In the same critical tone, the priest and theologian Burkhard Hose stressed to the German news agency KNA the paradox that the Holy See allowed him to bless “buildings and beet harvesters” but not “people who love each other.”

The reaction of the Episcopal Conference

The president of the German Bishops’ Conference, Georg Bätzing, criticized the initiative of the priests, saying that it sent a “wrong signal” and that it was not “a way forward” in the framework of the reform discussions currently under way in the German church.

“Masses of blessing have their theological dignity and pastoral significance. They are not suitable as instruments for the manifestation of ecclesiastical policies or protest actions ”, he declared.

The responsum of the Congregation for the Doctrine of the Faith also caused divisions among the German bishops. The more moderate saw it as an attempt to undermine modernization efforts; on the other hand, the Conservatives welcomed it with total approval.

According to the DPA agency, the most conservative Catholics even called on the bishops to excommunicate those who do not respect the clear regulations of Rome.

However, both Mönkebüscher and Gunk consider that those who oppose blessings are a minority.

“Few of the bishops said that they regard the blessings as an ‘wrong sign’ and as a ‘protest.’ We are very aware of how useful the initiative is for the people it is intended for, ”said Bernd Mönkebüscher.

1 year, he affirmed that the rainbow that adorned his church was “a political sign” and stressed that “God does not exclude anyone from his love.”

“The bishops who support the answer are a small minority in the German Bishops’ Conference. Only three or four, including Cardinal Rainer Maria Woelki of Cologne. Some bishops have openly criticized the responsum. Many bishops say diplomatically: ‘This responsum is not useful,’ “agreed Gunk.

Crisis and reform

The German Catholic Church is going through a deep crisis unleashed by the serious sexual abuse scandals of which minors are victims. They were uncovered in the last decade – a report identified 3,677 victims in 70 years – and caused a massive loss of followers. Although it remains the leading denomination in Germany, its members fell to 22.6 million in 2019, 2 million less than in 2010.

Consulted by this means, the priests affirm that they do not seek to attract more faithful with the blessings. “We did not initiate the initiative to save the Church, but to celebrate with the people their love and their request to God for a blessing. This is a creed in the God of love of this church. A sign like this is just a sign, it takes much more to give everyone a home in the church, ”said Mönkebüscher.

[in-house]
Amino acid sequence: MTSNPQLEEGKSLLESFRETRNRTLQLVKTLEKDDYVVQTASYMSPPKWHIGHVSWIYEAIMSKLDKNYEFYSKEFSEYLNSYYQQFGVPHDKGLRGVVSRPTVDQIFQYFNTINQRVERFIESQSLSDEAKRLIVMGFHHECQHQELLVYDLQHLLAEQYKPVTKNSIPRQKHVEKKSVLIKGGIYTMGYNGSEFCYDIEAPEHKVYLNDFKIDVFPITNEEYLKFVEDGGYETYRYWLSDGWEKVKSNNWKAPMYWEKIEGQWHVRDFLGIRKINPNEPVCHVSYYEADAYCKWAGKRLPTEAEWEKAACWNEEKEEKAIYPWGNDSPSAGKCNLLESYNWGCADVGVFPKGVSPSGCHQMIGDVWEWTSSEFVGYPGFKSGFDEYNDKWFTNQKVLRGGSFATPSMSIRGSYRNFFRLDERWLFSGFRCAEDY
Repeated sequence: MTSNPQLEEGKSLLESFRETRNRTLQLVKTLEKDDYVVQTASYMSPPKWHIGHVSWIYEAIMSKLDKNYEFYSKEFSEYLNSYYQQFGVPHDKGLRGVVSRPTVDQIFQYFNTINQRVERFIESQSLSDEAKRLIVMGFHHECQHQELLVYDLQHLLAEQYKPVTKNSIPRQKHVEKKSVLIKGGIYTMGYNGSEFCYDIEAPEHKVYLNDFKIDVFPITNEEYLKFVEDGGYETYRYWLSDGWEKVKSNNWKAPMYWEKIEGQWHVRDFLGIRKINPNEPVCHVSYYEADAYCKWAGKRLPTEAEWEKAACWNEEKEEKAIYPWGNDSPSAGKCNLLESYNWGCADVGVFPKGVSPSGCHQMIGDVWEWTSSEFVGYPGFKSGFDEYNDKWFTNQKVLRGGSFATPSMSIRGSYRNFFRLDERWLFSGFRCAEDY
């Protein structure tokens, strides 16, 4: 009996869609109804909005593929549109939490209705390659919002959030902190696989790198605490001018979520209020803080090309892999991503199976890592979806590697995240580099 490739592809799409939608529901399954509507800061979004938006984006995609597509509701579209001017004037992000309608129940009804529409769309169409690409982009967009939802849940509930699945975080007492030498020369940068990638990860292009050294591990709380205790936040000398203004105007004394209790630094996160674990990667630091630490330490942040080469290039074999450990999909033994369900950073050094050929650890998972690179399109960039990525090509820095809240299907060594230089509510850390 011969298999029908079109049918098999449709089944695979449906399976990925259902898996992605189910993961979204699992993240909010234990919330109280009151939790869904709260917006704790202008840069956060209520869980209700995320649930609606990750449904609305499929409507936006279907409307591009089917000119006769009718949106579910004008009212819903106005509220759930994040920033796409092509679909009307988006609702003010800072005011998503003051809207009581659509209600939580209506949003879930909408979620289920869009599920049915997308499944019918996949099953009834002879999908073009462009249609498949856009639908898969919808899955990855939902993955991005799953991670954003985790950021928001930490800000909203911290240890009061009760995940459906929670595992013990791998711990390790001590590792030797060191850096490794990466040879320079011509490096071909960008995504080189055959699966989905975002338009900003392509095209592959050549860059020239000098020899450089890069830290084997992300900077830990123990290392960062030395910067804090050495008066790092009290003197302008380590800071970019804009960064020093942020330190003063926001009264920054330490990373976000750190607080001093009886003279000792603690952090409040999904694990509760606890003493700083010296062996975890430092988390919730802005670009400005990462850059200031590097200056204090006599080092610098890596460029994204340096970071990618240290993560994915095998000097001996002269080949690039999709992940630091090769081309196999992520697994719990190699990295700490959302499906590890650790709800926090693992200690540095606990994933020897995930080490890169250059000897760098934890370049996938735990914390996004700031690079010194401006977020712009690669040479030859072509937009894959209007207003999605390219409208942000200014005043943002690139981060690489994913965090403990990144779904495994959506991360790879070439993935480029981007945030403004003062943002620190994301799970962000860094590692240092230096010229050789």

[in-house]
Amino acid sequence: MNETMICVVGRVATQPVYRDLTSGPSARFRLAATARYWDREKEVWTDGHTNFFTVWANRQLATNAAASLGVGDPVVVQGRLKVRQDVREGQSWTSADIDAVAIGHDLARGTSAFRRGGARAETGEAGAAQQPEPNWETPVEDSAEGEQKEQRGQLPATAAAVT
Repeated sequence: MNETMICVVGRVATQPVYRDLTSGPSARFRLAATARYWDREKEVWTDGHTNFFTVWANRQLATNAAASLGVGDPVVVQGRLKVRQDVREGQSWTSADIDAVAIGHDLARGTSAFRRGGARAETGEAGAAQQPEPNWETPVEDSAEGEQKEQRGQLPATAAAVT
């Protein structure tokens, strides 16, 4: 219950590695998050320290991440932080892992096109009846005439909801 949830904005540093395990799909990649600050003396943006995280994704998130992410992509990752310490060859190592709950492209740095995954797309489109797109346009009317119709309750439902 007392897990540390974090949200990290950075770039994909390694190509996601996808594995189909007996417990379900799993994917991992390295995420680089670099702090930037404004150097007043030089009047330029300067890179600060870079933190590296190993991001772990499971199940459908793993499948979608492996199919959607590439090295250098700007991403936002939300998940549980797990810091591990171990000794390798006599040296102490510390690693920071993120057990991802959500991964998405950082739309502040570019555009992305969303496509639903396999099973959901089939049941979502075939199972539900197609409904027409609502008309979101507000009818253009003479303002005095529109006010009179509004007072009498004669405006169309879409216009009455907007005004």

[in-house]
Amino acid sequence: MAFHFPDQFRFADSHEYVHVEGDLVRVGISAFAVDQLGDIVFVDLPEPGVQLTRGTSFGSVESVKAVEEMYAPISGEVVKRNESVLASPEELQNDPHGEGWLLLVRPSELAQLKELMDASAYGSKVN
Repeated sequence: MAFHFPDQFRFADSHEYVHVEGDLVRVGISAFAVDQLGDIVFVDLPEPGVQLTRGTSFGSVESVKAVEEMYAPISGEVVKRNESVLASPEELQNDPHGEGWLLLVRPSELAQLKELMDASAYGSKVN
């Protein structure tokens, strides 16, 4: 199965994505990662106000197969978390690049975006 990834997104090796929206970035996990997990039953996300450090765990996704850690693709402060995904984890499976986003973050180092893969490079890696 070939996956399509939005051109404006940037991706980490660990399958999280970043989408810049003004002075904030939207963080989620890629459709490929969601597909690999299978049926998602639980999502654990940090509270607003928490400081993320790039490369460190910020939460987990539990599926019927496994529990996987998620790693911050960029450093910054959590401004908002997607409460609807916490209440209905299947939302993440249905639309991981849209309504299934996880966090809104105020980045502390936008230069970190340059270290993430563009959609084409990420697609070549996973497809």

Two years ago, the German bishops started a synod to analyze reforms on issues such as celibacy or the place of women and the laity.

“There are many aspects to reform: there is the question of equality for women, access to the deacon and priestly ordination for women, the renewal of sexual morality, the separation of powers in the church, the treatment of sexual abuse. and its cover-up, talking less about people but WITH them, “said Mönkebüscher.

The synod is viewed with suspicion from the beginning by the Vatican, and by the most conservative of its prelates, among whom the Archbishop of Cologne Rainer Maria Woelki stands out, who fears that the German church will separate from Rome.

However, this possibility is very remote for Mönkebüscher, although he maintained that “the church has to decide how it really wants to be … a church alongside the people in the present and in the future, especially alongside minorities.”

For Birgit Mock, vice-president of the Federation of German Catholic Women and a member of one of the synod panels, “the current debate could lead to a historic step: a positive assessment of sexuality lived responsibly in the Catholic Church in Germany.” .

“We need systemic changes, also in regards to a reassessment of the ecclesiastical morality of sexuality,” Mock said in dialogue with the AP news agency.

Pope Francis’ endorsement of the ban on blessings surprised many because he was more conciliatory than any other pontiff with homosexual people and they attributed it to the “tug of war” with the most conservative sectors. Francisco met with several couples, spoke of civil union and urged them to raise their children within the Church. Also famous is his 2013 comment “Who am I to judge?” about homosexuals who seek God and try to live by the rules of the Church.

“Pope Francis sends some strong signs and words, which, however, have not yet changed the teaching. I understand that the Pope means that he places people above the law and is strongly guided by love ”, said Mönkebüscher in this regard.

Also in 2013, Pope Francis said he wanted “shepherds smelling like sheep, in the midst of their flock.” What was perhaps not expected was to end a rebellion on the farm.